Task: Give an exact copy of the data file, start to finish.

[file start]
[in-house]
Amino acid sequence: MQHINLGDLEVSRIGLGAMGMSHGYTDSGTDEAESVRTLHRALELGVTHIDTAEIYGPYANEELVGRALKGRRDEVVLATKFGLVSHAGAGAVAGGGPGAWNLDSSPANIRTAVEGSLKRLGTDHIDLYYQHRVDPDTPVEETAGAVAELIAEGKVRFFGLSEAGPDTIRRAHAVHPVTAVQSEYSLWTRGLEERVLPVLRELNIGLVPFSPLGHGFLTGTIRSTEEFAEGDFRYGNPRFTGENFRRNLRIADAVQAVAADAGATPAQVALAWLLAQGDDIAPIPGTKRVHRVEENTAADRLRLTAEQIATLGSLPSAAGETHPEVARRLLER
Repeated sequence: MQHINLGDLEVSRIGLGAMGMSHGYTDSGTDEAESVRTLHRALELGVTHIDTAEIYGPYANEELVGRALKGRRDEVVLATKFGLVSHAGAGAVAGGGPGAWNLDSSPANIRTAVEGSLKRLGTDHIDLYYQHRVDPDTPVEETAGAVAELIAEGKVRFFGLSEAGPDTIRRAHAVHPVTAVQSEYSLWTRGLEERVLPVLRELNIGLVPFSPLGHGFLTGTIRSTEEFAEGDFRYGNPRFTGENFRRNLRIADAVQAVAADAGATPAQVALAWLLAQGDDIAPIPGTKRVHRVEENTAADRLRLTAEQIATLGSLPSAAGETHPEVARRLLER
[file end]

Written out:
[in-house]
Amino acid sequence: MQHINLGDLEVSRIGLGAMGMSHGYTDSGTDEAESVRTLHRALELGVTHIDTAEIYGPYANEELVGRALKGRRDEVVLATKFGLVSHAGAGAVAGGGPGAWNLDSSPANIRTAVEGSLKRLGTDHIDLYYQHRVDPDTPVEETAGAVAELIAEGKVRFFGLSEAGPDTIRRAHAVHPVTAVQSEYSLWTRGLEERVLPVLRELNIGLVPFSPLGHGFLTGTIRSTEEFAEGDFRYGNPRFTGENFRRNLRIADAVQAVAADAGATPAQVALAWLLAQGDDIAPIPGTKRVHRVEENTAADRLRLTAEQIATLGSLPSAAGETHPEVARRLLER
Repeated sequence: MQHINLGDLEVSRIGLGAMGMSHGYTDSGTDEAESVRTLHRALELGVTHIDTAEIYGPYANEELVGRALKGRRDEVVLATKFGLVSHAGAGAVAGGGPGAWNLDSSPANIRTAVEGSLKRLGTDHIDLYYQHRVDPDTPVEETAGAVAELIAEGKVRFFGLSEAGPDTIRRAHAVHPVTAVQSEYSLWTRGLEERVLPVLRELNIGLVPFSPLGHGFLTGTIRSTEEFAEGDFRYGNPRFTGENFRRNLRIADAVQAVAADAGATPAQVALAWLLAQGDDIAPIPGTKRVHRVEENTAADRLRLTAEQIATLGSLPSAAGETHPEVARRLLER